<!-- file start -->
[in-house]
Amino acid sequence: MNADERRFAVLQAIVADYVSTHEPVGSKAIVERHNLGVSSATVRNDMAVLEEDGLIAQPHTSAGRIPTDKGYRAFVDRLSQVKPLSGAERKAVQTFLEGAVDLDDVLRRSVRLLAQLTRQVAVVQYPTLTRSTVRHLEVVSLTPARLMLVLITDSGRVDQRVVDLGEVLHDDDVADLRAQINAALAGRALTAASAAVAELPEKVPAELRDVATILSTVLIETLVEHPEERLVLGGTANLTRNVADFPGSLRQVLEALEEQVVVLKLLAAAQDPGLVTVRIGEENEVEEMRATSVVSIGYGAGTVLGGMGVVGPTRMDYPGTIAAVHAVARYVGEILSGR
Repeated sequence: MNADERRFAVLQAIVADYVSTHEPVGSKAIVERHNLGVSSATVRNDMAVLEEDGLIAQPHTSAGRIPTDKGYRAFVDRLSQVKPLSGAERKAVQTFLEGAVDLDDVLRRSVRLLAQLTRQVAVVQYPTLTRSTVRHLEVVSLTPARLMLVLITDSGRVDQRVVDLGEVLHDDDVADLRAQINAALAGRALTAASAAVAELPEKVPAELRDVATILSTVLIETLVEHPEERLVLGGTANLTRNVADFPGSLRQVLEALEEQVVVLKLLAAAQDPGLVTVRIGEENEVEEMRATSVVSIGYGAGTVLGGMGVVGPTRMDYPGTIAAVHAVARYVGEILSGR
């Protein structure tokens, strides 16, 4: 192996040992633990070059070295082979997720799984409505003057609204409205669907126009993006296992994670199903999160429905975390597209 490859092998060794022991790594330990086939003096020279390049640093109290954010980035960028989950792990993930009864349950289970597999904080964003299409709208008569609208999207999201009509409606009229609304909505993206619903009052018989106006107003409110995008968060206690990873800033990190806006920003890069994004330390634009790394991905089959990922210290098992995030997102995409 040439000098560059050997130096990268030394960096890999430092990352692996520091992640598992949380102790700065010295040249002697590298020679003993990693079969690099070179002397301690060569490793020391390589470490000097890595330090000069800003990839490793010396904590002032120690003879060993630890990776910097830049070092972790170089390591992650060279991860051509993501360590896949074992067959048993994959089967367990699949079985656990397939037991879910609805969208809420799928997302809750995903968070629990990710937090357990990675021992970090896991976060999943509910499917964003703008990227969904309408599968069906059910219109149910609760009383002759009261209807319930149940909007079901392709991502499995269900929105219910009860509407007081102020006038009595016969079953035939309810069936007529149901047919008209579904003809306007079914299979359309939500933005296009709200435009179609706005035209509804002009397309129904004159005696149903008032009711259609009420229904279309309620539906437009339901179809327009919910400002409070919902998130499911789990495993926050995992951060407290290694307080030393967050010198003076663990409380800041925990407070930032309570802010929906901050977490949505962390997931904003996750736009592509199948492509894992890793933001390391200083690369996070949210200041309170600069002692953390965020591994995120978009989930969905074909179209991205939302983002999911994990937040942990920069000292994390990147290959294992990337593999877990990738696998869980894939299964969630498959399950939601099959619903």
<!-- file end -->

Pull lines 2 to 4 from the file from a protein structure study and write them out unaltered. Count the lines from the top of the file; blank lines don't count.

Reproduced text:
Amino acid sequence: MNADERRFAVLQAIVADYVSTHEPVGSKAIVERHNLGVSSATVRNDMAVLEEDGLIAQPHTSAGRIPTDKGYRAFVDRLSQVKPLSGAERKAVQTFLEGAVDLDDVLRRSVRLLAQLTRQVAVVQYPTLTRSTVRHLEVVSLTPARLMLVLITDSGRVDQRVVDLGEVLHDDDVADLRAQINAALAGRALTAASAAVAELPEKVPAELRDVATILSTVLIETLVEHPEERLVLGGTANLTRNVADFPGSLRQVLEALEEQVVVLKLLAAAQDPGLVTVRIGEENEVEEMRATSVVSIGYGAGTVLGGMGVVGPTRMDYPGTIAAVHAVARYVGEILSGR
Repeated sequence: MNADERRFAVLQAIVADYVSTHEPVGSKAIVERHNLGVSSATVRNDMAVLEEDGLIAQPHTSAGRIPTDKGYRAFVDRLSQVKPLSGAERKAVQTFLEGAVDLDDVLRRSVRLLAQLTRQVAVVQYPTLTRSTVRHLEVVSLTPARLMLVLITDSGRVDQRVVDLGEVLHDDDVADLRAQINAALAGRALTAASAAVAELPEKVPAELRDVATILSTVLIETLVEHPEERLVLGGTANLTRNVADFPGSLRQVLEALEEQVVVLKLLAAAQDPGLVTVRIGEENEVEEMRATSVVSIGYGAGTVLGGMGVVGPTRMDYPGTIAAVHAVARYVGEILSGR
């Protein structure tokens, strides 16, 4: 192996040992633990070059070295082979997720799984409505003057609204409205669907126009993006296992994670199903999160429905975390597209 490859092998060794022991790594330990086939003096020279390049640093109290954010980035960028989950792990993930009864349950289970597999904080964003299409709208008569609208999207999201009509409606009229609304909505993206619903009052018989106006107003409110995008968060206690990873800033990190806006920003890069994004330390634009790394991905089959990922210290098992995030997102995409 040439000098560059050997130096990268030394960096890999430092990352692996520091992640598992949380102790700065010295040249002697590298020679003993990693079969690099070179002397301690060569490793020391390589470490000097890595330090000069800003990839490793010396904590002032120690003879060993630890990776910097830049070092972790170089390591992650060279991860051509993501360590896949074992067959048993994959089967367990699949079985656990397939037991879910609805969208809420799928997302809750995903968070629990990710937090357990990675021992970090896991976060999943509910499917964003703008990227969904309408599968069906059910219109149910609760009383002759009261209807319930149940909007079901392709991502499995269900929105219910009860509407007081102020006038009595016969079953035939309810069936007529149901047919008209579904003809306007079914299979359309939500933005296009709200435009179609706005035209509804002009397309129904004159005696149903008032009711259609009420229904279309309620539906437009339901179809327009919910400002409070919902998130499911789990495993926050995992951060407290290694307080030393967050010198003076663990409380800041925990407070930032309570802010929906901050977490949505962390997931904003996750736009592509199948492509894992890793933001390391200083690369996070949210200041309170600069002692953390965020591994995120978009989930969905074909179209991205939302983002999911994990937040942990920069000292994390990147290959294992990337593999877990990738696998869980894939299964969630498959399950939601099959619903």